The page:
He said: “I am obviously very concerned about this and I think the responsibility of the BBC should not go unmentioned. The management refused to say he was not the source Gilligan had given them.
“The question then is pressure he came under. The pressure was significantly increased by the fact the BBC refused to make it clear he was not the source.”
One of Dr Kelly’s close friends, the veteran journalist Tom Mangold, said that the scientist believed he was the main source behind Mr Gilligan’s story.
The claim contradicts Dr Kelly’s insistence to the Foreign Affairs Select Committee that he did not believe he was the prime source.
“I guess he could not cope with the firestorm that developed after he gave what he regarded as a routine briefing to Gilligan,” Mr Mangold told the BBC Radio 4 PM programme.
“He felt he was Gilligan’s major source. As I recall it, Andrew Gilligan said the man he spoke to was an expert on weapons of mass destruction and they met at a London hotel.
“If that’s true that sounds to me like Dave Kelly.”
Asked why he had told the committee that he was not the main source, Mr Mangold said: “I think his famous precision let him down there, because what he said to me was that there were parts of the Gilligan transmission that he did not recognise, but that did not mean that he wasn’t the main source.”
Richard Ottaway, a Tory member of the Foreign Affairs Select Committee, said the committee reconvened simply to ask Mr Gilligan to name his source because it was quite clear Dr Kelly was not the source. “There are games going on here, there are people trying to make points, trying to shut down avenues of inquiry, trying to open up things.
“But putting up Dr Kelly was just part of the distraction and it’s had the most ghastly result and I am deeply critical of those involved.”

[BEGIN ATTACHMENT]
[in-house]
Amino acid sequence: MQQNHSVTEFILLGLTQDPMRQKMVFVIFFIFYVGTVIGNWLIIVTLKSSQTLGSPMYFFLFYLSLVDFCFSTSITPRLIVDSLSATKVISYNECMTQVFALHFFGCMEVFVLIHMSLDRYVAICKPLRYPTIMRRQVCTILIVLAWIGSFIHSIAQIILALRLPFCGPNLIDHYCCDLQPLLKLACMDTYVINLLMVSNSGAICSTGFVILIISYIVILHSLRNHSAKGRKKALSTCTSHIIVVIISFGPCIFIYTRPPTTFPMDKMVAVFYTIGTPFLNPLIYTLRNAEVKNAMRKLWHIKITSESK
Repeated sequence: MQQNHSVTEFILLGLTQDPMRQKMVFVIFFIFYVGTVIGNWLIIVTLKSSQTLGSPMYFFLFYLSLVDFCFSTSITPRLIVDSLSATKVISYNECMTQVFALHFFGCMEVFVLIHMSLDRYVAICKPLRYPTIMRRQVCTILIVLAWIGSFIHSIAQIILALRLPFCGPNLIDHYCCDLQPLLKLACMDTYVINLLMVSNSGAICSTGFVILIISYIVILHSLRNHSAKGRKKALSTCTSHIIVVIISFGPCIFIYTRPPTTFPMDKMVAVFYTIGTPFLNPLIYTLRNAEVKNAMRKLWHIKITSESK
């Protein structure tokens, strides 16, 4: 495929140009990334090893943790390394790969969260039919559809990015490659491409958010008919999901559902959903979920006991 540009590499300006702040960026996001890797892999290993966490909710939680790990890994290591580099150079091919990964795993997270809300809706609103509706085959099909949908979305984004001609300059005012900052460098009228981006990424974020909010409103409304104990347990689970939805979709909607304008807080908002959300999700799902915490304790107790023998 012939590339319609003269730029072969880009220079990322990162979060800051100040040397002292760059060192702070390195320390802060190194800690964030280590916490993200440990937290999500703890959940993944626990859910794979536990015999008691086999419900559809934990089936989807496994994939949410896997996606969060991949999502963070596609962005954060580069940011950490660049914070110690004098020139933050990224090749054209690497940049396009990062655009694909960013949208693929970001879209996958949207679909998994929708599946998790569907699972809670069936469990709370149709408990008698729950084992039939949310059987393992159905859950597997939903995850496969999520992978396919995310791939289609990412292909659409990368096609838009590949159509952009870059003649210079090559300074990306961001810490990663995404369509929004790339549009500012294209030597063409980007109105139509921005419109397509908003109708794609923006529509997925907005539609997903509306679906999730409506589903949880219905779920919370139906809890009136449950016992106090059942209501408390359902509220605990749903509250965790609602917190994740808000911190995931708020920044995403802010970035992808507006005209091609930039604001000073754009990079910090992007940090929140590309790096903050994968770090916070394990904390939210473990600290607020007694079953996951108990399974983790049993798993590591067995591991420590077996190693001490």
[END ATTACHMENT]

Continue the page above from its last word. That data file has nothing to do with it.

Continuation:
A police search team found Dr Kelly’s body lying in a wooded copse two miles from where he lived in the small village of Southmoor, less than ten hours after he was reported missing late on Thursday night.
A police source said that the body was beneath the trees and they had ruled out hanging, an overdose or use of a gun in the death. They also said that natural causes had been ruled out. Dr Kelly was a keen walker and had left at 3pm. When he had not returned by midnight one of his three daughters rang police to report his disappearance.
Detectives searched his home and it is believed that they took away a computer and several files from the house. It is not known if he left a note.
One of his oldest friends told yesterday how Dr Kelly would not have liked being in the limelight. From his home in America, Roger Avery, a professor of virology, said: “I feel he got himself caught up in the middle of all that against his wishes because he is not a publicity-seeker.”
The first hint that Dr Kelly was about to get caught up in the row over whether the Government had deliberately “sexed up” the intelligence dossier was when he returned to his office in Whitehall from a week’s trip to Iraq.
He was shown a transcript of the evidence Mr Gilligan had given to the Foreign Affairs Select Committee, and recognised certain technical references to be ones he had divulged during his lunch with the reporter.
He wrote a memo to his line manager explaining his fears that he might have been the informant for Mr Gilligan’s story on the BBC Today programme. Later, however, when Dr Kelly appeared before the committee, he said he could not have been the main source because of allegations that bore no resemblance to the conversation he had with the journalist on May 22.